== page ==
A San Francisco Bicyclist’s Terrifying Commute Home
San Francisco bicyclists face daily hostility on the streets from motorists, but a Streetsblog reader’s account of her frightening commute home this week is one that especially stands out, and could potentially amount to hate crime and vehicular assault charges if the assailants are caught. It also serves as a stark reminder about what we should do when we’re on our bikes and confronted by hostile, threatening drivers:
I wanted to write you in hopes that you can help spread the word and warn bicyclists and decent people alike. I ask you to read what happened to me on Monday, September 14, 2009 and share this story and information as you and Streetsblog see fit.
On Monday, September 14, 2009 around 6pm I was on my way home from work on my bike as I am every work day. Except on this day, I not only got verbally harassed, but racially harassed by two men in a BMW. Seriously! As I was riding down Embarcadero, I heard a car honking and some guys yelling. I ignored it, not giving it much thought. A few seconds later the car pulled up next to me and the men in it started yelling at me (every other word was fucking or bitch or both) and telling me to stop at red lights. I crossed an intersection (Embarcadero and Battery) on a red light seconds before it turned green (I know but I made sure no cars and pedestrians were inconvenienced in any way and as soon as I started peddling the light turned green). The verbal assaults didn’t stop there. They continued to follow me down Embarcadero driving erratically and yelling at me calling me a "fucking Asian bitch" and that "behind a bad driver is an Asian driver" and that they "wished that I died" over and over again. They swerved into the bike lane from time to time trying to scare me or cause me to fall off my bike. I yelled back but at this point I was really upset and frightened. Eventually, fearing for my safety, I got off my bike and walked up to them in the middle of the street. I was very close to punching them but realized that if I did, nothing would happen to them and I would end up in court. At one point the car passed by me so I got the car’s license plate in case the car did hit me. Here’s what I’m asking of you, please note this car and warn as many bicyclists as possible. The car is a dark silver BMW m3, two doors, and looked very new. The CA license plate is: BYE GIRL (I’m serious that was their license plate).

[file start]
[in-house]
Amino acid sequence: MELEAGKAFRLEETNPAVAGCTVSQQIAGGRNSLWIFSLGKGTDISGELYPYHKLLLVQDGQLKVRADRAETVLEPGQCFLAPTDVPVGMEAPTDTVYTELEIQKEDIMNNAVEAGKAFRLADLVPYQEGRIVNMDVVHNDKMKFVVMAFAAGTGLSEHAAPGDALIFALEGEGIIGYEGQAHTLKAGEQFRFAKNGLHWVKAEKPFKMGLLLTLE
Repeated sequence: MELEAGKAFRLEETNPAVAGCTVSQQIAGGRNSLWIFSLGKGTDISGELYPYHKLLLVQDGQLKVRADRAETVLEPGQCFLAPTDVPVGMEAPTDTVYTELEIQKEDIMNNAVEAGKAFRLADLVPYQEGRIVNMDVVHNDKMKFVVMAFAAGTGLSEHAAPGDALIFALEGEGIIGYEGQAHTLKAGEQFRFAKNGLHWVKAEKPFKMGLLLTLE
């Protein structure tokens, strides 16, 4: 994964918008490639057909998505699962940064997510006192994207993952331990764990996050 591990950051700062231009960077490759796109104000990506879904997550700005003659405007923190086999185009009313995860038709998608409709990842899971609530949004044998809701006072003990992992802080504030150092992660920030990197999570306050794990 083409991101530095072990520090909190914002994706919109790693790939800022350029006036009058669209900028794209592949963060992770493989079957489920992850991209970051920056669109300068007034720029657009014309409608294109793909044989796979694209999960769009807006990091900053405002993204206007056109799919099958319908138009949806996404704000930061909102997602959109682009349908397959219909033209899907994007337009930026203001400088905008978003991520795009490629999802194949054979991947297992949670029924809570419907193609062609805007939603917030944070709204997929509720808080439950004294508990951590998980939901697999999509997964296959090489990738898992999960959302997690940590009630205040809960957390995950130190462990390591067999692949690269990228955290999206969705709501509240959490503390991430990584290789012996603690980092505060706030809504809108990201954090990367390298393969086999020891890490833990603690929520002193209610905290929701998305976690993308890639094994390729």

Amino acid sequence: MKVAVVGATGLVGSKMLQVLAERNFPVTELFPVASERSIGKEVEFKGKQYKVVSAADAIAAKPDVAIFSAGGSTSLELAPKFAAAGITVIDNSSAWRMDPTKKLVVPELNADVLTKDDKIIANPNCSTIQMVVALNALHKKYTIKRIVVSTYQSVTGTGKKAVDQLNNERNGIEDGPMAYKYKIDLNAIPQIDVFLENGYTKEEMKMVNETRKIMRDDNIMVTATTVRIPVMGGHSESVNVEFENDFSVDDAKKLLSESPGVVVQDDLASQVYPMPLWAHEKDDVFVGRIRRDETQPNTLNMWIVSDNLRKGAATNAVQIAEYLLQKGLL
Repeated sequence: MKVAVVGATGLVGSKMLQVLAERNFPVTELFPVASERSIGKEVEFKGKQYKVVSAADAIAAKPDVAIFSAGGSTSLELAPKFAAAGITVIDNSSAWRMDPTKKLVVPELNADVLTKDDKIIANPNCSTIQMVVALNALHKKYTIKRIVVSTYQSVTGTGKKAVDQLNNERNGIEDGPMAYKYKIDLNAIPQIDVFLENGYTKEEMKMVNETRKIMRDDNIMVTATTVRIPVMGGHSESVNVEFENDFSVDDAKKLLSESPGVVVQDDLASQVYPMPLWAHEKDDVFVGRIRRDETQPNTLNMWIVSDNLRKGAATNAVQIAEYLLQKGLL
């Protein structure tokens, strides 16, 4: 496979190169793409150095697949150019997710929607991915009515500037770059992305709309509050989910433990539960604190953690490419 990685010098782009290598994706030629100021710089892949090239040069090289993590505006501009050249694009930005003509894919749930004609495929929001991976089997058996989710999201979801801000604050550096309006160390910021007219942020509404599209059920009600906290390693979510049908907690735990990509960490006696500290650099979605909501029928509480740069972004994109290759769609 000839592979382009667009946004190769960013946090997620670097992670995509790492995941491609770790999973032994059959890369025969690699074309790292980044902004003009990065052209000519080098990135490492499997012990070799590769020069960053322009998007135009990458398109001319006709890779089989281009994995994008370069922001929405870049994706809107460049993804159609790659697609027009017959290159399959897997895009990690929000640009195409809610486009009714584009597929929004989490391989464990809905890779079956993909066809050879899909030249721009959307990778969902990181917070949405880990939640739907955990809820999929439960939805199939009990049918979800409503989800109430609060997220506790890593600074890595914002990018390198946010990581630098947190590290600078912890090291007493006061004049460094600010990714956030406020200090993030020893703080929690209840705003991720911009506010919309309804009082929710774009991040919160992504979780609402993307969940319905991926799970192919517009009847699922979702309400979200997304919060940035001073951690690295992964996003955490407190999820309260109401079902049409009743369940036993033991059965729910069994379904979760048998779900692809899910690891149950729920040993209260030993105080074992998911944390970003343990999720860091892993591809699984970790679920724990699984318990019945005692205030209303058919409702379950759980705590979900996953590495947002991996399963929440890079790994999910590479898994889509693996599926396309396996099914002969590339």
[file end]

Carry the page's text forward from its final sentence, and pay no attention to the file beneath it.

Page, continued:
I’ve been harassed many times as a bicyclist in San Francisco. Most of the times for no reason at all. However, this time they went way too far. Yelling at me once is fine. Following me in their car, driving into the bike lane, yelling racial epithets, and wishing death upon me is not fine.
A spokesperson for the San Francisco Police Department, Sgt. Lyn Tomioka, encouraged the victim to file a police report so investigators can follow-up.
"That was a direct threat. She felt that they swerved to hit her in the bike lane. The term used was in direct comparison to her gender and her race and could easily be considered a hate crime, coupled with that threat from the vehicle," she said. "That’s a situation where anyone should call for the police."
The woman told Streetsblog she was planning to meet with police today. Tomioka said it was also important she report the incident because it probably won’t be the last time it happens.
"They were comfortable yelling the things they yelled. If they get away with it once, they’re going to continue to do that. She had the sense, at some point, to stop and get the license plate, but there’s people out there that don’t think that quickly, that are intimidated by two people. My other advice would certainly be not to confront two men in a car. I mean, she appeared to be a lone woman on a bicycle and she went to confront the two men. I think that’s very dangerous."
The San Francisco Bicycle Coalition also encourages bicyclists to report motorist harassment to SFPD, in some cases as vehicular assaults. Andy Thornley, the SFBC’s program director, said police often discourage bicyclists from filing reports but they have every right to do it.
"By itself a report of vehicular assault isn’t likely to launch a
criminal investigation, you’ll probably have to press charges, which
means getting involved in a pretty serious way, actually confronting
the person and seeing through a prosecution. I’ve never heard of anyone
going through with it here in San Francisco," he said.
The SFBC’s Marc Caswell said bicyclists could also attempt to get a license stripped by filing a complaint with the Department of Motor Vehicles, requesting the agency review the motorist’s driving qualifications. He said he hasn’t heard of anyone actually pursuing that route but that it would be worth experimenting with.